This is part one of a three-part mini-series on how to read more. In this article, I’m going to look at what made me fall out of love with reading and how I managed to turn it around.
November 30th 2019, the day I gave up reading.
I know this because it’s marked on my Goodreads list, specifically by one book; The Autobiography of Benvenuto Cellini. It was a book I’d been looking forward to reading for some time.
According to reviews, it’s full of boasting about murders he committed, people he betrayed, and the stunning sculptures he created along the way. How could you not be gripped by that?
However, when I did finally settle down to read it, I felt my desire slowly seep away. In fact, slowly is being kind, it more or less dried up.
By chapter two, what was supposed to be a significant milestone in my reading list, instead became a thorn in my literary side. I found the prose dull and lifeless, like the ramblings of a delusional idiot.
To summarise, boring, boring, boring.
My biggest problem though came not with the book, but from myself.
I had an internal conflict that stopped me from physically putting it down. I kept telling myself, ‘you’re not that guy, don’t be a quitter.’ After all, to put the book down meant giving up, right? If I did that, then why even bother reading at all?
This self-defeating attitude lasted a few days, in which time I continued to trundle through at around ten pages a day.
I also suffered from another conundrum; the one concerning social pressures, more specifically, Goodreads. If I marked it as unfinished, everyone would be able to see my stupidity. They’d know I’m not capable of reading a book of this magnitude.
By day three, the misery became too much to bear. Looking at the remaining pages, around four hundred, I put the book down. Coincidentally, this is when I fell into my reading slump.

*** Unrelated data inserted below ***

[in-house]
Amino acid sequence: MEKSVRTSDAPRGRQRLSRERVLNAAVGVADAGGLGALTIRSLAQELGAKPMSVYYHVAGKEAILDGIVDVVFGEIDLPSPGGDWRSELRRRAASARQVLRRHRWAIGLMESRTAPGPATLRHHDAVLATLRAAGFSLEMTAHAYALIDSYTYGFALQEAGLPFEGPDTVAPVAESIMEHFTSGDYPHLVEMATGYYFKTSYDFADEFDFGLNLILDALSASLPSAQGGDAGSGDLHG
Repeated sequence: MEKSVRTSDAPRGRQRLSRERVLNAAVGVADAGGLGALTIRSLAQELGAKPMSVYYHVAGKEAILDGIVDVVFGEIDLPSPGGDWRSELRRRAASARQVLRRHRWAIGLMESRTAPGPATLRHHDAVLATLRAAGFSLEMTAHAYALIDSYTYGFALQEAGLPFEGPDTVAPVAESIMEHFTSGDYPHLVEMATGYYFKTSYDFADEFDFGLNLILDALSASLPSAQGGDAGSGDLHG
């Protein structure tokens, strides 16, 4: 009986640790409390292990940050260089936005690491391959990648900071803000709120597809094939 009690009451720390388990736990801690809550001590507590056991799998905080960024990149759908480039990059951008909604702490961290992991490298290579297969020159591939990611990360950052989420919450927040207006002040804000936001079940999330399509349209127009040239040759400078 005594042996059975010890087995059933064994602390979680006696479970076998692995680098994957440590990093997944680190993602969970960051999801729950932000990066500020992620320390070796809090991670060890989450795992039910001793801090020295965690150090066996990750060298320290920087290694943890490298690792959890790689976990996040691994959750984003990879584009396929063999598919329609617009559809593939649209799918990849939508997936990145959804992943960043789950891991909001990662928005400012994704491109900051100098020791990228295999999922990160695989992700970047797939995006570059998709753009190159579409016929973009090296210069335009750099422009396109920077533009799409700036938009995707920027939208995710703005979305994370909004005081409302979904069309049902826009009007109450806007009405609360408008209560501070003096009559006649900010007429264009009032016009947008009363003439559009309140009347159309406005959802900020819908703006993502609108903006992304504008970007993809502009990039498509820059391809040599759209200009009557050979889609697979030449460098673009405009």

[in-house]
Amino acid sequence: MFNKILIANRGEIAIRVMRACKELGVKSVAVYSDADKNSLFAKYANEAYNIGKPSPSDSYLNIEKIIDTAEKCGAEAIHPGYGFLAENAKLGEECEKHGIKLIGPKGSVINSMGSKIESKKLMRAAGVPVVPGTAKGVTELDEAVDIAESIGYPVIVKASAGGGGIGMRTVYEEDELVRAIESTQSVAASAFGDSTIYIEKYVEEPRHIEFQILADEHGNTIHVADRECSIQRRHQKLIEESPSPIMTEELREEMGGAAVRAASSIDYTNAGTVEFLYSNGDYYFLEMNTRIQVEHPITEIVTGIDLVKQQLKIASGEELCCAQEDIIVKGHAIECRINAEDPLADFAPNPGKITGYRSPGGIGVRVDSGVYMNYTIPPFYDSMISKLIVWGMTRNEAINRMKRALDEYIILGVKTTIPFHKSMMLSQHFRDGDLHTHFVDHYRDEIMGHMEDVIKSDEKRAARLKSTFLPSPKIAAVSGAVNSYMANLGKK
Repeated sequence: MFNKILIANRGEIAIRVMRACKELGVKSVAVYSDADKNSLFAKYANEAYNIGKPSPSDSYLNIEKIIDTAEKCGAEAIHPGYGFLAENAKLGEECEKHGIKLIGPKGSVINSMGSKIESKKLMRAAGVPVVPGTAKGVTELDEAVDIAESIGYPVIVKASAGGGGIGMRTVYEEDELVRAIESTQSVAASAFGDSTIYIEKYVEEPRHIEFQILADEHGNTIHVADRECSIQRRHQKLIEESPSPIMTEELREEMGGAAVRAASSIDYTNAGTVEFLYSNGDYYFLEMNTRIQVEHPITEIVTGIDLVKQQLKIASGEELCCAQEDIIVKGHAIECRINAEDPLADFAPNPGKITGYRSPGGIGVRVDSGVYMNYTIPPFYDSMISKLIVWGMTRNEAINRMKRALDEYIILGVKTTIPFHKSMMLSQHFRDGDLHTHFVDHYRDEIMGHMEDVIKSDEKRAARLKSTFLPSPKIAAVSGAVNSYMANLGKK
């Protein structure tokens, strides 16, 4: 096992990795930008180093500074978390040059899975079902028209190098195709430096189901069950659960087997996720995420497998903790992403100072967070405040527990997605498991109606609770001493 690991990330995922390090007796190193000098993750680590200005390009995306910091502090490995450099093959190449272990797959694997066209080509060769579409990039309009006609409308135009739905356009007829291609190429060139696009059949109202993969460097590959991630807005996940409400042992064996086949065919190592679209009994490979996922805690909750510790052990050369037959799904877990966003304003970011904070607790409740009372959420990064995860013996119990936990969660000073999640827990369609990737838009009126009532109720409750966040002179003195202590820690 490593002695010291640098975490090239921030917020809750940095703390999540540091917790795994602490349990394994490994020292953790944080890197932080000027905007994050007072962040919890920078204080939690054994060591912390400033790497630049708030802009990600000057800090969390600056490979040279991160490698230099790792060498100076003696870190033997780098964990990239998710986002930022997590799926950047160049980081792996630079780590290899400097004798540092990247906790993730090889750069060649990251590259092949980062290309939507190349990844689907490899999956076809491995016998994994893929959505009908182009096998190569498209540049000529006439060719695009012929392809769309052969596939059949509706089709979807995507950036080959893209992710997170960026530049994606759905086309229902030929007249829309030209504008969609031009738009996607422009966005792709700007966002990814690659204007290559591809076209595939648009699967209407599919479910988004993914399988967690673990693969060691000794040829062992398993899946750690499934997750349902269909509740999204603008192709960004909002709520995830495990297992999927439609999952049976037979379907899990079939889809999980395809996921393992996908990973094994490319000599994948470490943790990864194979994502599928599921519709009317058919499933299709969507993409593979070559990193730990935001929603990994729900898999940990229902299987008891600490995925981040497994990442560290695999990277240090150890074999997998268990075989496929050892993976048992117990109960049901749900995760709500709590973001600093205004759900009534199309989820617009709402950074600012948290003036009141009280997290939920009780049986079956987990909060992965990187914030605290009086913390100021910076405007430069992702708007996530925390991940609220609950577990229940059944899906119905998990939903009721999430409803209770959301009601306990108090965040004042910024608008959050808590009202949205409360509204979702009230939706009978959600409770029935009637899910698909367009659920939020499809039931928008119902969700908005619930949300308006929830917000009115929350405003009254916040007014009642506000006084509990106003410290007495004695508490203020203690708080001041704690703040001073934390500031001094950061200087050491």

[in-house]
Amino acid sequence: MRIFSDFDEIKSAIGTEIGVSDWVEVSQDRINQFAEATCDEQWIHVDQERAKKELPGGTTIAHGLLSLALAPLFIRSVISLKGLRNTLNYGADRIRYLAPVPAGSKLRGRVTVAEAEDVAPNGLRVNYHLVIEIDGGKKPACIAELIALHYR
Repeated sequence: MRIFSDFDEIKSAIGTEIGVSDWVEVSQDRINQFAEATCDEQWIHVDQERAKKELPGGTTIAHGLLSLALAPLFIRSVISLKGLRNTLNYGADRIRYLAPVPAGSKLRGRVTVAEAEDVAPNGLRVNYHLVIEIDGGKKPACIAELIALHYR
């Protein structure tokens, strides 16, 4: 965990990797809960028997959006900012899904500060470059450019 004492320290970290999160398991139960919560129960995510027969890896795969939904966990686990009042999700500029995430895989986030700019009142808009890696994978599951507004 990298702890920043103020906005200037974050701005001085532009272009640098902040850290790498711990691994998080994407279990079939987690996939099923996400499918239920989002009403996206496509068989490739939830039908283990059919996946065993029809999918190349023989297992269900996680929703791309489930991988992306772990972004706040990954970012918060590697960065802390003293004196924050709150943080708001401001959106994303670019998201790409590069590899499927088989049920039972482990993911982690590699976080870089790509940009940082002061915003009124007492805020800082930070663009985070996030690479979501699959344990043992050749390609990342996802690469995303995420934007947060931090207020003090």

The next few weeks passed on with me, barely reading much. It felt like a chore to read anything.
In hindsight, I think there are plenty of elitist readers who purposely pick out long challenging books so that they can bring them up at dinner parties. I’m looking at you Infinite Jest.
I’m inclined to think these types of people would fit the mould of Patrick Bateman, so sit as far away from them as possible. And whatever you do, don’t go back to their apartment!
Getting Over Myself
My reading slump was strangely quilled by a book of a similar size, Geek Love. I received it as a Christmas present, so I felt more inclined to read it. And it worked. It goes to show that it’s not always the size of a book that holds your interest, but the content within. Just because a book is long, doesn’t mean it’s boring and vice-versa.
Since then, I’ve thought about The Autobiography of Benvenuto Cellini a lot. I guess that’s why I’m now writing about it. I suppose this is a cathartic goodbye to a novel that plagued my conscience.
As I write this, I now feel liberated, not in a burning your bra kind of way, but more in a time to move forward approach.
Due to my new-found ability to give up on a book, I’m no longer a slave to the reading process. I read exactly what I want when I want. Most importantly, I read for the enjoyment it brings me and not the kudos it brings at dinner parties.
Additionally, there’s an added bonus to doing this too.
I now read more than ever before. By merely dropping a lousy book and moving onto the next, it’s allowed for the side-stepping of any potential pitfalls that come with reading slumps.
Next week I’ll be bringing you all of my tips on how to read more books than ever before.
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